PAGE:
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Antarctic currents aren’t a-changing

The Southern Ocean’s carbon-sponging capacity has been getting a scientific rethink lately, and a paper in Nature Geoscience this week (subscription required) offers new info on what assistance we can expect from these frigid waters. Unfortunately, the wire report on the paper garbles its bottom line.

According to one long-term prediction, the Earth’s oceans – our greatest natural ally in any war on climate change – will soak up 70 to 80% of the entire industrial era’s anthropogenic carbon dioxide emissions over the next several centuries . The Southern Ocean accounts for some 15% of that storage. Last year, however, a widely reported study (Science, subscription required) led by the University of East Anglia’s Corinne Le Quéré concluded that the Southern Ocean’s ability to absorb the gas was weakening.

The new paper, by Claus Boening of IFMGEOMAR and colleagues, has garnered a Reuters article that unsurprisingly doesn’t go into detail about past studies. But the summary from Reuters wrongly implies an about-face on worries over a weakening ocean sink. The story leads with:

The Southern Ocean has proved more resilient to global warming than previously thought and remains a major store of mankind’s planet-warming carbon dioxide, a study has found.

and it later continues:

The analysis shows the Southern Ocean has maintained its ability to soak up excess carbon despite changes to currents and wind speeds.

Actually, though, the Boening et al. paper doesn’t evaluate carbon-soaking ability – current and wind speeds are what it’s all about. In contrast, storage capacity is the primary concern of Le Quéré et al. So the direct contradiction between today’s story, Southern Ocean changing but still major CO2 sink, and the 2007 Reuters report on Le Quéré et al., Southern Ocean saturated with carbon dioxide, looks like an oversimplification.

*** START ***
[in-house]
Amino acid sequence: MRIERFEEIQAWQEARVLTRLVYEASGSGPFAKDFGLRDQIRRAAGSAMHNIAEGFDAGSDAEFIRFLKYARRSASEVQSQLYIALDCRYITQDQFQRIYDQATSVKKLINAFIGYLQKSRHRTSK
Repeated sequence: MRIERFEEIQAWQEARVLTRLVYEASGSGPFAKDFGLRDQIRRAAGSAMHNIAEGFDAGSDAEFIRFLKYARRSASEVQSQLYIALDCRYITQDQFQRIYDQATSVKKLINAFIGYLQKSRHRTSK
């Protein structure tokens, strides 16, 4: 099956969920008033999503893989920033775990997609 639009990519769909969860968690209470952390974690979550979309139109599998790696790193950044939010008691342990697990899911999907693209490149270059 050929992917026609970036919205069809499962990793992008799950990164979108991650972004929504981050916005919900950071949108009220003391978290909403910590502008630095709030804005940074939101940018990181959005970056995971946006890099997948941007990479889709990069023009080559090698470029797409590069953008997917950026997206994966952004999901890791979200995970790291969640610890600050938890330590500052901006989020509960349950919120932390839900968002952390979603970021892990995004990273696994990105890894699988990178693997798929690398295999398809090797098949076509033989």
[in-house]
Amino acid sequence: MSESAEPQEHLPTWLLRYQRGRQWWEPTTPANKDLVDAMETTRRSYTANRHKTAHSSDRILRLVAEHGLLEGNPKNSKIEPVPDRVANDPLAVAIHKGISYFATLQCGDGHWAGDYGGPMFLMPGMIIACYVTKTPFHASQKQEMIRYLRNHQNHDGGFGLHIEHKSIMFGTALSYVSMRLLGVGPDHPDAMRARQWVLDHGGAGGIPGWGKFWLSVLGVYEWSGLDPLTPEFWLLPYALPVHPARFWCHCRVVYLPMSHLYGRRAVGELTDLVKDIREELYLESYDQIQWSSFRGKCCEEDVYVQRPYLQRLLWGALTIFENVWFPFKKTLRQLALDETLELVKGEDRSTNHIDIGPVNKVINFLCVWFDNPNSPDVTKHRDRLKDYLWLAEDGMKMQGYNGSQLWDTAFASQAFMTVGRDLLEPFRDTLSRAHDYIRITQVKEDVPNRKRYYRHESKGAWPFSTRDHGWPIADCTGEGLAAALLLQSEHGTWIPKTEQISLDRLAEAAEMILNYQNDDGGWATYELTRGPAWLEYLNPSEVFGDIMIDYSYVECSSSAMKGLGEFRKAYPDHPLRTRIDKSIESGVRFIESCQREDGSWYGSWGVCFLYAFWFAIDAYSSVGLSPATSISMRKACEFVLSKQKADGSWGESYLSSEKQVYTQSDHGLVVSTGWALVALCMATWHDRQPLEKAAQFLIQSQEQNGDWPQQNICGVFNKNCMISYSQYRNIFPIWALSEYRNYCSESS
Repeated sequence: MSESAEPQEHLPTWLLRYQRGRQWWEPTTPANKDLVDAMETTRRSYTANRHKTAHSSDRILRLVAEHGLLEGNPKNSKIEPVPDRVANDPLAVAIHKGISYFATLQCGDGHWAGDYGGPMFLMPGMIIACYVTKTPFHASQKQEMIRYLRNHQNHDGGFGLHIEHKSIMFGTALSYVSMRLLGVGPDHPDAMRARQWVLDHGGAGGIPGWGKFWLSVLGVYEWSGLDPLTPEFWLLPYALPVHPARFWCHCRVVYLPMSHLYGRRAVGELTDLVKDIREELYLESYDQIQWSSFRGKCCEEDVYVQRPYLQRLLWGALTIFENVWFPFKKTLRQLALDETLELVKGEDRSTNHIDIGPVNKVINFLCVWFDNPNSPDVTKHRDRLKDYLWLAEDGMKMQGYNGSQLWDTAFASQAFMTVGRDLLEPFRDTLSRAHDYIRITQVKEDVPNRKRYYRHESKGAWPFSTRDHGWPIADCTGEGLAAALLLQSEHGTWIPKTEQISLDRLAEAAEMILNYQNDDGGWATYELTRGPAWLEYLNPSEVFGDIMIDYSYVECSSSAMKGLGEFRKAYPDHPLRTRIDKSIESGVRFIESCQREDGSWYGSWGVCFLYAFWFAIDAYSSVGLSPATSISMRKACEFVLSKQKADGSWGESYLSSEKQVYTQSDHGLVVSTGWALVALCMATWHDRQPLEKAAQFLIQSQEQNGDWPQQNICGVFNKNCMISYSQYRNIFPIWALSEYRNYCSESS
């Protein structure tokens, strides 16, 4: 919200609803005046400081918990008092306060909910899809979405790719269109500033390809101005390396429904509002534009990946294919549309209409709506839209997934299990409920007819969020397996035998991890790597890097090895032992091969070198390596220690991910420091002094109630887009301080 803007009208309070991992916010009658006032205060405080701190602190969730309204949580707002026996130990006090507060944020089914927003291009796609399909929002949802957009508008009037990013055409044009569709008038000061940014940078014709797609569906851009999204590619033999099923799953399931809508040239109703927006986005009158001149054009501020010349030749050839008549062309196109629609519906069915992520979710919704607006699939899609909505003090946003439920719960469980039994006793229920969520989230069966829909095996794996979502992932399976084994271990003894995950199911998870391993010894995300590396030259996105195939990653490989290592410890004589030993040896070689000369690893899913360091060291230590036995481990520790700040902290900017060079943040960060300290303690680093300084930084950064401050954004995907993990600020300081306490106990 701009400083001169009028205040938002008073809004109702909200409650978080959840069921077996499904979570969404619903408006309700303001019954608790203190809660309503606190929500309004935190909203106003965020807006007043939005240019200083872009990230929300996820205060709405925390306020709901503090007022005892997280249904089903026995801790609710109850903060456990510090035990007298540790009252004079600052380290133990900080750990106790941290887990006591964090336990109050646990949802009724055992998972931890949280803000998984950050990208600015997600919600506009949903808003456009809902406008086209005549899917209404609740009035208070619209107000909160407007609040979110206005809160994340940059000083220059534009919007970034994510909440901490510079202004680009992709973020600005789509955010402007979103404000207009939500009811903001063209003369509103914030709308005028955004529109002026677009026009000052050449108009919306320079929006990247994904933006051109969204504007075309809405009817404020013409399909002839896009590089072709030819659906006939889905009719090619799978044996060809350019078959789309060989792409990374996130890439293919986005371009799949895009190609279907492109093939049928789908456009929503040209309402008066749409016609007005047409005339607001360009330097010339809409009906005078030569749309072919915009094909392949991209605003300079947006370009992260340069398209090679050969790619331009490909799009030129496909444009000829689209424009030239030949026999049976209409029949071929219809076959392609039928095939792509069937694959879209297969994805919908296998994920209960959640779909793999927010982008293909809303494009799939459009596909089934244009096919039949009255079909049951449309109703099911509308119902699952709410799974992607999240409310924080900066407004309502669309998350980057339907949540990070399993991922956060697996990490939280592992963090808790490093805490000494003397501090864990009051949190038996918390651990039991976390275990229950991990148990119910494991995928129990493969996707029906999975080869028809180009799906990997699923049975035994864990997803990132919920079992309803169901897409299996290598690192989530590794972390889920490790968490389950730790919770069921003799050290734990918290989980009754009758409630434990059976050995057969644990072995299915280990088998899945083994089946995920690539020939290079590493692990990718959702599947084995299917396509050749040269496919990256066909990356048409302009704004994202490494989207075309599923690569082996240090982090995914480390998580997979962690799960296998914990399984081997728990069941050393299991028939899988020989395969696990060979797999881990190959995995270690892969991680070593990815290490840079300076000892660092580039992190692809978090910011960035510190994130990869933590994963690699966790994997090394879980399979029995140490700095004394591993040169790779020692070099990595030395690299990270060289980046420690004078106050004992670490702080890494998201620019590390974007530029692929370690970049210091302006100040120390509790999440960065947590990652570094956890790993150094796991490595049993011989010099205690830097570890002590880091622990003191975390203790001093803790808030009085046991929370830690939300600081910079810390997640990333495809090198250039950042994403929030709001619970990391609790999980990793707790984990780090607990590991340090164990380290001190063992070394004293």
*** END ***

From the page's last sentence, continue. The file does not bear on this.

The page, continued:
I called Boening to clarify. “We don’t have anything to directly challenge that conclusion [of Le Quéré et al.],” he says. “We are just challenging the scenario behind that conclusion, namely changing circulation patterns.”


Le Quéré et al., to explain the Southern Ocean’s steadily declining appetite for carbon since 1981, had cited climate models showing changes in currents that carry water from the carbon dioxide-absorbing surface down to deep-ocean storage. The altered currents in the models are driven by westerly winds in the Southern Hemisphere that are known to be growing more intense. As summarized in Nature News at the time (subscription required), “These stronger winds, thought to be driven by the depletion of the ozone layer over Antarctic regions, churn up the ocean and bring more dissolved carbon up from the depths.”

The new paper says those carbon-transporting currents, in fact, are wending downwards as firmly as always. As the Reuters story notes, they have shifted their position, but not their strength. Boening et al.compare a new compilation of historical data with recent temperature and salinity measurements gathered using floats that bob between the sea surface and depths of 2,000 metres. From temperature and salinity, they calculate water densities and infer how currents should flow. Though the Southern Ocean has warmed and become less salty since the 1960s and especially since the 1980s – signs of human-caused climate change, the authors say – density gradients and therefore currents remain much the same. The results point to the importance of more detailed climate models that include small-scale eddies and don’t show the large-scale circulation changes that Le Quéré et al. invoke.

So is the Southern Ocean “more resilient to global warming than previously thought”? In a sense, yes: circulation is chugging along fine, contrary to the assumptions of Le Quéré et al. But there’s nothing here to refute their key warning about the declining carbon sink.

It may be true that the Southern Ocean’s carbon sink is weakening, Boening told me – and if so, there is some other explanation besides the wild west wind.

Anna Barnett

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